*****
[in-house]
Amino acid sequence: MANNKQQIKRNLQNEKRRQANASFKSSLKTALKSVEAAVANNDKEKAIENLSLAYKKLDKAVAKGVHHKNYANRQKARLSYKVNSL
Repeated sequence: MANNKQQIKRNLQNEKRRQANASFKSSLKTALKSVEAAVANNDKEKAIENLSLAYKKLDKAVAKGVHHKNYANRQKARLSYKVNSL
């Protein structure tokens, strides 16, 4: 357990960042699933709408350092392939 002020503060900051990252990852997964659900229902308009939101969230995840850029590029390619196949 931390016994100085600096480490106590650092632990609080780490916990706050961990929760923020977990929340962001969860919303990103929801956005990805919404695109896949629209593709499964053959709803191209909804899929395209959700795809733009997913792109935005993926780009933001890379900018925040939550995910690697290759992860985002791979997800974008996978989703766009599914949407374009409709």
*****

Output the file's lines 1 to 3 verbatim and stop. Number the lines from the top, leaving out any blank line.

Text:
[in-house]
Amino acid sequence: MANNKQQIKRNLQNEKRRQANASFKSSLKTALKSVEAAVANNDKEKAIENLSLAYKKLDKAVAKGVHHKNYANRQKARLSYKVNSL
Repeated sequence: MANNKQQIKRNLQNEKRRQANASFKSSLKTALKSVEAAVANNDKEKAIENLSLAYKKLDKAVAKGVHHKNYANRQKARLSYKVNSL